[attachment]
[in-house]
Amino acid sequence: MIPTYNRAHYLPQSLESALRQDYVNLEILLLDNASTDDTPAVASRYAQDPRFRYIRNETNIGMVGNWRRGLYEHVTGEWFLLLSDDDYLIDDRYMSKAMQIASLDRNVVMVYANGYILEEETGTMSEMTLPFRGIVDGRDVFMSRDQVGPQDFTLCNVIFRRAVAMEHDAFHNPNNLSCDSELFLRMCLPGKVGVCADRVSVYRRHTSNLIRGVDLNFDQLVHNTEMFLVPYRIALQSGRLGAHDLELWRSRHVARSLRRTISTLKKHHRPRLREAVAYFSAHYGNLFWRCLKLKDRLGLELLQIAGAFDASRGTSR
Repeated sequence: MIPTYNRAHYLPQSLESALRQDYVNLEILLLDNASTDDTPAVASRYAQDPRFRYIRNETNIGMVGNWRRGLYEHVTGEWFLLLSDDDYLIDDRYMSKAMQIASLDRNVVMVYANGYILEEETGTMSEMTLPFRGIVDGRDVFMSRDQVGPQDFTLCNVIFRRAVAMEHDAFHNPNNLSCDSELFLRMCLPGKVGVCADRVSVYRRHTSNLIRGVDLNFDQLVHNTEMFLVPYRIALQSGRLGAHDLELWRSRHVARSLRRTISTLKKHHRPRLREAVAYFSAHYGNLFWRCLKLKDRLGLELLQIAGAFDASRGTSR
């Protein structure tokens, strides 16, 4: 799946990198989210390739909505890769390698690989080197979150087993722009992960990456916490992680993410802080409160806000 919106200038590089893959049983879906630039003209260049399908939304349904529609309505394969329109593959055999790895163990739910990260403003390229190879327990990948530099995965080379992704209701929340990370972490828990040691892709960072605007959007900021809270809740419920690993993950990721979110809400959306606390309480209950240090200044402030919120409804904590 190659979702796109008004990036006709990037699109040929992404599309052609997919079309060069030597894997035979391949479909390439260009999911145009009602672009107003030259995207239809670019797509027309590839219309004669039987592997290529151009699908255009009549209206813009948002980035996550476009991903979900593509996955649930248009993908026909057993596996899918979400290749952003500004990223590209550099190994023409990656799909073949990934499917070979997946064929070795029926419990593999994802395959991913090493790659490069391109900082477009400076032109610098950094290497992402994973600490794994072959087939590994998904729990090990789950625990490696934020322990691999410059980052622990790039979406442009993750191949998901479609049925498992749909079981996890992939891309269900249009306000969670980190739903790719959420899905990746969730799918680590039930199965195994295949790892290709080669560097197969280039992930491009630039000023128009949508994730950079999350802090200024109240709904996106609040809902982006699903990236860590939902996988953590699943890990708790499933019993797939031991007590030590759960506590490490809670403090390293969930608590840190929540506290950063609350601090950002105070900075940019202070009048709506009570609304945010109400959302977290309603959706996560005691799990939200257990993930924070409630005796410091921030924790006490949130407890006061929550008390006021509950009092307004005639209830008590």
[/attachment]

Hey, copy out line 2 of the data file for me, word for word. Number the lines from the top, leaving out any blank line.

Amino acid sequence: MIPTYNRAHYLPQSLESALRQDYVNLEILLLDNASTDDTPAVASRYAQDPRFRYIRNETNIGMVGNWRRGLYEHVTGEWFLLLSDDDYLIDDRYMSKAMQIASLDRNVVMVYANGYILEEETGTMSEMTLPFRGIVDGRDVFMSRDQVGPQDFTLCNVIFRRAVAMEHDAFHNPNNLSCDSELFLRMCLPGKVGVCADRVSVYRRHTSNLIRGVDLNFDQLVHNTEMFLVPYRIALQSGRLGAHDLELWRSRHVARSLRRTISTLKKHHRPRLREAVAYFSAHYGNLFWRCLKLKDRLGLELLQIAGAFDASRGTSR